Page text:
A New Start for the Czech Green Party

A New Start for the Czech Green Party

March 13, 2012
Martin Ander
The unsuccessful parliamentary elections in the spring of 2010 were the culmination of one stage in the history of the Czech Green Party. It was the party’s first participation in government as well as in parliament, a period of relatively good financing for the party, and what at the time was an unprecedented expansion in party membership. But this period will always be associated with sharp intra-party conflicts, the break-up of the parliamentary group and above all the gradual erosion of public trust, which completely collapsed in May 2010. Although public opinion polls show a return in support for the Greens to five percent (the threshold necessary for representation in parliament), the party must begin to build its future from the ground up if it is to contemplate a return to a place in the sun – in other words, it must undergo a sort of “restart”.

This also became the content of Green Party Chairman Ondřej Liška’s first post-election remarks to the Czech public. In his post-election speech on live television, he stated that an era had ended for the Greens but not for green policies as such, and he called upon those who believe in the values of green policies to support the Greens by joining the party and thereby helping it to get started again. An unexpected wave of several hundred applications from new members followed, which partially transformed the party’s membership.

Through its failure in the elections, the party got itself into a very difficult situation: it lost both its ability to influence policy from within parliament as well as state financial support for its activities [1]. The programme to “restart the Greens” thus concerns not only rethinking the party’s political strategy and modernising its organisational structures, but must also go hand in hand with a fundamental structural change in its working methods and the financing of its activities.

The programme to restart the Czech Greens was announced by Chairman Ondřej Liška in the summer of 2010. The plan was then approved by the membership with his re-election as chairman at the party conference in Prague in December 2010. It is a strategic vision consisting of several interconnected project modules which we describe in greater detail below.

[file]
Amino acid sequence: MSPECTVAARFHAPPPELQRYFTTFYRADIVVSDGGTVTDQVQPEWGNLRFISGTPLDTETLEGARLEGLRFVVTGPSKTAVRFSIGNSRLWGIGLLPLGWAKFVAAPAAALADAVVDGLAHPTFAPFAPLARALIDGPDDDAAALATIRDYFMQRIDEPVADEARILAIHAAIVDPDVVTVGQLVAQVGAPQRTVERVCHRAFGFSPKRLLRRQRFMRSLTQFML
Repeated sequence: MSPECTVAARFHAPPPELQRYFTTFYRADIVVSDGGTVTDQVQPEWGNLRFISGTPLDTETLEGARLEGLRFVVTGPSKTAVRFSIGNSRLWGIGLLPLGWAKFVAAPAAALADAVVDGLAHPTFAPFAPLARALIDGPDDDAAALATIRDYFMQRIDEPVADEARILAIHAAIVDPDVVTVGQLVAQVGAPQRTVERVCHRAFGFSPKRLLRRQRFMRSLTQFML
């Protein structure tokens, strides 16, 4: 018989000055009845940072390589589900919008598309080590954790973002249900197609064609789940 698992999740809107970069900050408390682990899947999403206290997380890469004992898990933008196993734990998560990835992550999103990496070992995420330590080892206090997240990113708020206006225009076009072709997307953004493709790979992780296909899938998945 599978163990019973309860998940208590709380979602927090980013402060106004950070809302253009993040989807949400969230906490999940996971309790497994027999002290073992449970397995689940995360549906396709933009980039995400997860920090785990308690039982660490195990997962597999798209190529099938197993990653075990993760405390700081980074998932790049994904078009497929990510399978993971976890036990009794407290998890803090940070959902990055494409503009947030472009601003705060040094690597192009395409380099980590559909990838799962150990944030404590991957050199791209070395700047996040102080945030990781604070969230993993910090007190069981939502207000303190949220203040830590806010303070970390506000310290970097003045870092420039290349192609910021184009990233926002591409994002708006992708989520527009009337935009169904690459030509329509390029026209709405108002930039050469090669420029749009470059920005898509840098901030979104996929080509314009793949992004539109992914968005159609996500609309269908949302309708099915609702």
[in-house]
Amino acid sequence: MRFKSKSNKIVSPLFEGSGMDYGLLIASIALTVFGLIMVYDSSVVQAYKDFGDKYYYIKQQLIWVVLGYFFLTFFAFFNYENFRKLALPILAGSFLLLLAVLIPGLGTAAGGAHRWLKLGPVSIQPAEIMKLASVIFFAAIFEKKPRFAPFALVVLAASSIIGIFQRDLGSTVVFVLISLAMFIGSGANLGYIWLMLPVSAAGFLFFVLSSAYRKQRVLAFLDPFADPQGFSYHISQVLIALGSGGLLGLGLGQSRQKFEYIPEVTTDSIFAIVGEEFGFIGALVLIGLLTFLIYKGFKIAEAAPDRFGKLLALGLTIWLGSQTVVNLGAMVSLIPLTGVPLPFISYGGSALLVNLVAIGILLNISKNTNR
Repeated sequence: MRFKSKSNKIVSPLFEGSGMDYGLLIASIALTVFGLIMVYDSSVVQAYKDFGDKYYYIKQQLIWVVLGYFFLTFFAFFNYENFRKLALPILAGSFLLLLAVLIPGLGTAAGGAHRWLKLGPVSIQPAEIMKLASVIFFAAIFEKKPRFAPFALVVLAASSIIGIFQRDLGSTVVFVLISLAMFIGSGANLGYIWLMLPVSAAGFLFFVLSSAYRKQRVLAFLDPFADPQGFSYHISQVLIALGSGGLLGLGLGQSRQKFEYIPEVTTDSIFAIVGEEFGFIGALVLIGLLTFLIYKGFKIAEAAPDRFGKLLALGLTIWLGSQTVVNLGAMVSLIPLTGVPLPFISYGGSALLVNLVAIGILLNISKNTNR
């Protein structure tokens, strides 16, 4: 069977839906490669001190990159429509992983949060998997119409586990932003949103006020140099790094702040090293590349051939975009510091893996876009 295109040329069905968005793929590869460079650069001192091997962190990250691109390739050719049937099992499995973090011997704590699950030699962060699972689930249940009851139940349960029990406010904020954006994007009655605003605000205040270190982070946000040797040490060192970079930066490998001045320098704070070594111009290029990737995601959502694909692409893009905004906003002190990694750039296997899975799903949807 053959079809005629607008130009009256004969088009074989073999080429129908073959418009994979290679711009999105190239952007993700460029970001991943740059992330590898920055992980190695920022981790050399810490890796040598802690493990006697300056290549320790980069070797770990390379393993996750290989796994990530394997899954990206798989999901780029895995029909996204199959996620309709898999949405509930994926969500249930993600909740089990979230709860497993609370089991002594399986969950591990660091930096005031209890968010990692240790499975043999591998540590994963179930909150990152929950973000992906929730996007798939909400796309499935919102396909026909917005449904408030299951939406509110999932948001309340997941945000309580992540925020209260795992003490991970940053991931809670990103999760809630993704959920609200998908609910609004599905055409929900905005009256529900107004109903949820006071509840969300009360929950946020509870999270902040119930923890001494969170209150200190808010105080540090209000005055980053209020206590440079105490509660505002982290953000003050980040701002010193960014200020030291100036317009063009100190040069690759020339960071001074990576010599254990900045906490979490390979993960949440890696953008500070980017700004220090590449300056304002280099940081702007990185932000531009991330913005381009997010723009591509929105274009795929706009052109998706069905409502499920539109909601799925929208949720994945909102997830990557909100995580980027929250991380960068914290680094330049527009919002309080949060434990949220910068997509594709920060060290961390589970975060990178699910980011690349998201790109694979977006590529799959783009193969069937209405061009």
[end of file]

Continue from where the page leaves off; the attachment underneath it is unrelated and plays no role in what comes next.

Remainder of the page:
Fundraising and financing party activities

The first step taken by the party leadership in the new situation had to be to adapt financial exigencies to the changed conditions. The team staffing the main office was halved, and management positions were cut in the regions. But a new approach to financing operational expenses was introduced nonetheless. A code of ethics for fundraising was elaborated which set rules of transparent partnership with corporate donors, making it possible to reduce expenses on a range of services. For the long term, however, the most important change was the Green Cafés project. Thanks to an agreement with a corporate partner, the party’s main office was relocated to new premises in the city’s historic centre which even include part of the building’s parterre. This, in turn, was obtained from the party under a partnership agreement by a company operating a green café on the site. A space in the centre of Prague was thus created where all Greens could meet, and where working sessions and public meetings could be held. Moreover, 10% of the café’s revenues are donated to the Green Party for its operational expenses.